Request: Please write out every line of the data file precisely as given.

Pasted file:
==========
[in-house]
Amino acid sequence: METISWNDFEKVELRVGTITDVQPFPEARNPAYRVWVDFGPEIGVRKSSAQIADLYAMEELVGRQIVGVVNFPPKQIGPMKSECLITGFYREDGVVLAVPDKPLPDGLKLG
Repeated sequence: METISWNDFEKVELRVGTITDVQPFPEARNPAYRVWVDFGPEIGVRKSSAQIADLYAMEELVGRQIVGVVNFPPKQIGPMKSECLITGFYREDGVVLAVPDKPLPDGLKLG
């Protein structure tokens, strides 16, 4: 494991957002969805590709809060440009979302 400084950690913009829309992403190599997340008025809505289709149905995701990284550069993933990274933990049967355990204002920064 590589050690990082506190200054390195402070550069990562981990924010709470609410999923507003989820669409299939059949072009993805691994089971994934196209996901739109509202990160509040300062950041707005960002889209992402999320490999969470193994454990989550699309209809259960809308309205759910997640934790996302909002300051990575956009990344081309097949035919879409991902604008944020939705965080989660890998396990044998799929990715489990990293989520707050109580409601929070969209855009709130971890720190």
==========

[in-house]
Amino acid sequence: METISWNDFEKVELRVGTITDVQPFPEARNPAYRVWVDFGPEIGVRKSSAQIADLYAMEELVGRQIVGVVNFPPKQIGPMKSECLITGFYREDGVVLAVPDKPLPDGLKLG
Repeated sequence: METISWNDFEKVELRVGTITDVQPFPEARNPAYRVWVDFGPEIGVRKSSAQIADLYAMEELVGRQIVGVVNFPPKQIGPMKSECLITGFYREDGVVLAVPDKPLPDGLKLG
């Protein structure tokens, strides 16, 4: 494991957002969805590709809060440009979302 400084950690913009829309992403190599997340008025809505289709149905995701990284550069993933990274933990049967355990204002920064 590589050690990082506190200054390195402070550069990562981990924010709470609410999923507003989820669409299939059949072009993805691994089971994934196209996901739109509202990160509040300062950041707005960002889209992402999320490999969470193994454990989550699309209809259960809308309205759910997640934790996302909002300051990575956009990344081309097949035919879409991902604008944020939705965080989660890998396990044998799929990715489990990293989520707050109580409601929070969209855009709130971890720190």